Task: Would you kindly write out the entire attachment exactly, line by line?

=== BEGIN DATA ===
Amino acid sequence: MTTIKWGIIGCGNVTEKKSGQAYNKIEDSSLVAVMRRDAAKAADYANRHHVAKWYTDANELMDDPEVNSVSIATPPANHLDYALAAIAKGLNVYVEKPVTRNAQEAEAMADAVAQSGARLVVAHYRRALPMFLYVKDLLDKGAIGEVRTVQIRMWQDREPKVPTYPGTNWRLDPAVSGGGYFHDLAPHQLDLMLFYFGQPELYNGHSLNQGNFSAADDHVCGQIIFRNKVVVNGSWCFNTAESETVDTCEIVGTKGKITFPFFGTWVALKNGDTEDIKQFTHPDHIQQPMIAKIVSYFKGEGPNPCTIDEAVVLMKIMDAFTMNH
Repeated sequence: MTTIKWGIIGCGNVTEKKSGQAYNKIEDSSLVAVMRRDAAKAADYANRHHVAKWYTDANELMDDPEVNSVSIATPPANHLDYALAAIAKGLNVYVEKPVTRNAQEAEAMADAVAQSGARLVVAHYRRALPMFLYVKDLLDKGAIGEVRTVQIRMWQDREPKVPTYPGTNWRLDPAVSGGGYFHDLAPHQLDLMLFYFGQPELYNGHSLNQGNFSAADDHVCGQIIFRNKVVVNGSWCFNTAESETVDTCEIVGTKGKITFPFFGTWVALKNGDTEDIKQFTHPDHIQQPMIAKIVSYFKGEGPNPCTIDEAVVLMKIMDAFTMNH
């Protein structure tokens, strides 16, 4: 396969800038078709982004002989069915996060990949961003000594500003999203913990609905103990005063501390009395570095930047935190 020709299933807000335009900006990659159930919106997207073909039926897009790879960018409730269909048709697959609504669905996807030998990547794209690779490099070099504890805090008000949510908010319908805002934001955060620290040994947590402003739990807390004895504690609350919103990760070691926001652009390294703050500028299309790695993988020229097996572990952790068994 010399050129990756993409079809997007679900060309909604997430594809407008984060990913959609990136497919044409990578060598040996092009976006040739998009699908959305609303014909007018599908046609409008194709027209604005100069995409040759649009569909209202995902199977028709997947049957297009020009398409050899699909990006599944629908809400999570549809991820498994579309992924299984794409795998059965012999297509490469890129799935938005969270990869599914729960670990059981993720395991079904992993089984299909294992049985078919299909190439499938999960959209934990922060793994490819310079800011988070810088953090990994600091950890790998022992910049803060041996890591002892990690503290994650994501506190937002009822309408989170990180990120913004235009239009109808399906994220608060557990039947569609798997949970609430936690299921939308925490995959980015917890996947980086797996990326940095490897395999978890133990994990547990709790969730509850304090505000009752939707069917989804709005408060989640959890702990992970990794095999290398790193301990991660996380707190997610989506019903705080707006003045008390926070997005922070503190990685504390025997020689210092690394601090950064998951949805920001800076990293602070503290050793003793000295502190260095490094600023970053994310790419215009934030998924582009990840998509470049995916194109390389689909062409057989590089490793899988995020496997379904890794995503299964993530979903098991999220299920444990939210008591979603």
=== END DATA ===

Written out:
Amino acid sequence: MTTIKWGIIGCGNVTEKKSGQAYNKIEDSSLVAVMRRDAAKAADYANRHHVAKWYTDANELMDDPEVNSVSIATPPANHLDYALAAIAKGLNVYVEKPVTRNAQEAEAMADAVAQSGARLVVAHYRRALPMFLYVKDLLDKGAIGEVRTVQIRMWQDREPKVPTYPGTNWRLDPAVSGGGYFHDLAPHQLDLMLFYFGQPELYNGHSLNQGNFSAADDHVCGQIIFRNKVVVNGSWCFNTAESETVDTCEIVGTKGKITFPFFGTWVALKNGDTEDIKQFTHPDHIQQPMIAKIVSYFKGEGPNPCTIDEAVVLMKIMDAFTMNH
Repeated sequence: MTTIKWGIIGCGNVTEKKSGQAYNKIEDSSLVAVMRRDAAKAADYANRHHVAKWYTDANELMDDPEVNSVSIATPPANHLDYALAAIAKGLNVYVEKPVTRNAQEAEAMADAVAQSGARLVVAHYRRALPMFLYVKDLLDKGAIGEVRTVQIRMWQDREPKVPTYPGTNWRLDPAVSGGGYFHDLAPHQLDLMLFYFGQPELYNGHSLNQGNFSAADDHVCGQIIFRNKVVVNGSWCFNTAESETVDTCEIVGTKGKITFPFFGTWVALKNGDTEDIKQFTHPDHIQQPMIAKIVSYFKGEGPNPCTIDEAVVLMKIMDAFTMNH
């Protein structure tokens, strides 16, 4: 396969800038078709982004002989069915996060990949961003000594500003999203913990609905103990005063501390009395570095930047935190 020709299933807000335009900006990659159930919106997207073909039926897009790879960018409730269909048709697959609504669905996807030998990547794209690779490099070099504890805090008000949510908010319908805002934001955060620290040994947590402003739990807390004895504690609350919103990760070691926001652009390294703050500028299309790695993988020229097996572990952790068994 010399050129990756993409079809997007679900060309909604997430594809407008984060990913959609990136497919044409990578060598040996092009976006040739998009699908959305609303014909007018599908046609409008194709027209604005100069995409040759649009569909209202995902199977028709997947049957297009020009398409050899699909990006599944629908809400999570549809991820498994579309992924299984794409795998059965012999297509490469890129799935938005969270990869599914729960670990059981993720395991079904992993089984299909294992049985078919299909190439499938999960959209934990922060793994490819310079800011988070810088953090990994600091950890790998022992910049803060041996890591002892990690503290994650994501506190937002009822309408989170990180990120913004235009239009109808399906994220608060557990039947569609798997949970609430936690299921939308925490995959980015917890996947980086797996990326940095490897395999978890133990994990547990709790969730509850304090505000009752939707069917989804709005408060989640959890702990992970990794095999290398790193301990991660996380707190997610989506019903705080707006003045008390926070997005922070503190990685504390025997020689210092690394601090950064998951949805920001800076990293602070503290050793003793000295502190260095490094600023970053994310790419215009934030998924582009990840998509470049995916194109390389689909062409057989590089490793899988995020496997379904890794995503299964993530979903098991999220299920444990939210008591979603």